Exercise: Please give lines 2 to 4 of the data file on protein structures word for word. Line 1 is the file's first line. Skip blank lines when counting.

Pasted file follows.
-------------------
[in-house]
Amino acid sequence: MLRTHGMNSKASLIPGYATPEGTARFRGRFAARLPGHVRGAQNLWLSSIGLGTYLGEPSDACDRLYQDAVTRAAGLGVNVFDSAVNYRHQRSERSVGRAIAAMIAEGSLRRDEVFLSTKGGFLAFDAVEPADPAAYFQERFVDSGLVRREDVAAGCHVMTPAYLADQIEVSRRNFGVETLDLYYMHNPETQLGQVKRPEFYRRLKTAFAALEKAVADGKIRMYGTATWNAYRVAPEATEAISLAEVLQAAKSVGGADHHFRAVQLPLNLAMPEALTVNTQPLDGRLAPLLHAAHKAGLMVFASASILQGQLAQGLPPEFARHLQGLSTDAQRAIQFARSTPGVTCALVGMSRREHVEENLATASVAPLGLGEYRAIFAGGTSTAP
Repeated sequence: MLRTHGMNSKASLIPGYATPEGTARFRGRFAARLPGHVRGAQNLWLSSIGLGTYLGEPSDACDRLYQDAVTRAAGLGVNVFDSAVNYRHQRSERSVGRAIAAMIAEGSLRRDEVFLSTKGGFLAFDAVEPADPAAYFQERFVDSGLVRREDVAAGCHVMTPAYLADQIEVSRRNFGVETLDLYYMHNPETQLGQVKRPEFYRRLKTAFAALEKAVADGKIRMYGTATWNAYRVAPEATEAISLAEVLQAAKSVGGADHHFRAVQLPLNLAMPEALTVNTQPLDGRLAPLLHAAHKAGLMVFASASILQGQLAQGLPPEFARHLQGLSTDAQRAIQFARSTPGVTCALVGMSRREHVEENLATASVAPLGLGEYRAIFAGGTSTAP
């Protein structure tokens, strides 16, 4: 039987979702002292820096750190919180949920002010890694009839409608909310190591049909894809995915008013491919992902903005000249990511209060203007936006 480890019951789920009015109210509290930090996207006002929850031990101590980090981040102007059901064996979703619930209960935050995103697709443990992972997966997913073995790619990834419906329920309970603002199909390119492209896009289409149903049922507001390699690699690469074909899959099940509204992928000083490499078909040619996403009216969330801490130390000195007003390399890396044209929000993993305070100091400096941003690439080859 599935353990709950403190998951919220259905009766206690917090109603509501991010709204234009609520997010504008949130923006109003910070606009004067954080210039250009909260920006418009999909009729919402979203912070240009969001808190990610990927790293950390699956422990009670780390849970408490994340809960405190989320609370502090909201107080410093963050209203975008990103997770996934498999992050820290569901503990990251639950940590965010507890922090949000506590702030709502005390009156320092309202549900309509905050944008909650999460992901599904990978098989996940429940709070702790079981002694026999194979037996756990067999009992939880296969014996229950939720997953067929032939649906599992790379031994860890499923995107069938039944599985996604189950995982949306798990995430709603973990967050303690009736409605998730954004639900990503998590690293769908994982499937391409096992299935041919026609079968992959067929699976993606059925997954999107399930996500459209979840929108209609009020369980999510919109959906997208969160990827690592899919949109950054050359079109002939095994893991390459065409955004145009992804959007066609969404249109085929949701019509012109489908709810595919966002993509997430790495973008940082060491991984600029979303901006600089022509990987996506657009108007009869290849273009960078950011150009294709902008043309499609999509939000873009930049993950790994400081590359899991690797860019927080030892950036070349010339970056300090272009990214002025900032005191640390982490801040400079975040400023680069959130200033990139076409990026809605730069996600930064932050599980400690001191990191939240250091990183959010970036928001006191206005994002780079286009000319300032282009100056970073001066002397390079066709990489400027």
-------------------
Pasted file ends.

Amino acid sequence: MLRTHGMNSKASLIPGYATPEGTARFRGRFAARLPGHVRGAQNLWLSSIGLGTYLGEPSDACDRLYQDAVTRAAGLGVNVFDSAVNYRHQRSERSVGRAIAAMIAEGSLRRDEVFLSTKGGFLAFDAVEPADPAAYFQERFVDSGLVRREDVAAGCHVMTPAYLADQIEVSRRNFGVETLDLYYMHNPETQLGQVKRPEFYRRLKTAFAALEKAVADGKIRMYGTATWNAYRVAPEATEAISLAEVLQAAKSVGGADHHFRAVQLPLNLAMPEALTVNTQPLDGRLAPLLHAAHKAGLMVFASASILQGQLAQGLPPEFARHLQGLSTDAQRAIQFARSTPGVTCALVGMSRREHVEENLATASVAPLGLGEYRAIFAGGTSTAP
Repeated sequence: MLRTHGMNSKASLIPGYATPEGTARFRGRFAARLPGHVRGAQNLWLSSIGLGTYLGEPSDACDRLYQDAVTRAAGLGVNVFDSAVNYRHQRSERSVGRAIAAMIAEGSLRRDEVFLSTKGGFLAFDAVEPADPAAYFQERFVDSGLVRREDVAAGCHVMTPAYLADQIEVSRRNFGVETLDLYYMHNPETQLGQVKRPEFYRRLKTAFAALEKAVADGKIRMYGTATWNAYRVAPEATEAISLAEVLQAAKSVGGADHHFRAVQLPLNLAMPEALTVNTQPLDGRLAPLLHAAHKAGLMVFASASILQGQLAQGLPPEFARHLQGLSTDAQRAIQFARSTPGVTCALVGMSRREHVEENLATASVAPLGLGEYRAIFAGGTSTAP
């Protein structure tokens, strides 16, 4: 039987979702002292820096750190919180949920002010890694009839409608909310190591049909894809995915008013491919992902903005000249990511209060203007936006 480890019951789920009015109210509290930090996207006002929850031990101590980090981040102007059901064996979703619930209960935050995103697709443990992972997966997913073995790619990834419906329920309970603002199909390119492209896009289409149903049922507001390699690699690469074909899959099940509204992928000083490499078909040619996403009216969330801490130390000195007003390399890396044209929000993993305070100091400096941003690439080859 599935353990709950403190998951919220259905009766206690917090109603509501991010709204234009609520997010504008949130923006109003910070606009004067954080210039250009909260920006418009999909009729919402979203912070240009969001808190990610990927790293950390699956422990009670780390849970408490994340809960405190989320609370502090909201107080410093963050209203975008990103997770996934498999992050820290569901503990990251639950940590965010507890922090949000506590702030709502005390009156320092309202549900309509905050944008909650999460992901599904990978098989996940429940709070702790079981002694026999194979037996756990067999009992939880296969014996229950939720997953067929032939649906599992790379031994860890499923995107069938039944599985996604189950995982949306798990995430709603973990967050303690009736409605998730954004639900990503998590690293769908994982499937391409096992299935041919026609079968992959067929699976993606059925997954999107399930996500459209979840929108209609009020369980999510919109959906997208969160990827690592899919949109950054050359079109002939095994893991390459065409955004145009992804959007066609969404249109085929949701019509012109489908709810595919966002993509997430790495973008940082060491991984600029979303901006600089022509990987996506657009108007009869290849273009960078950011150009294709902008043309499609999509939000873009930049993950790994400081590359899991690797860019927080030892950036070349010339970056300090272009990214002025900032005191640390982490801040400079975040400023680069959130200033990139076409990026809605730069996600930064932050599980400690001191990191939240250091990183959010970036928001006191206005994002780079286009000319300032282009100056970073001066002397390079066709990489400027």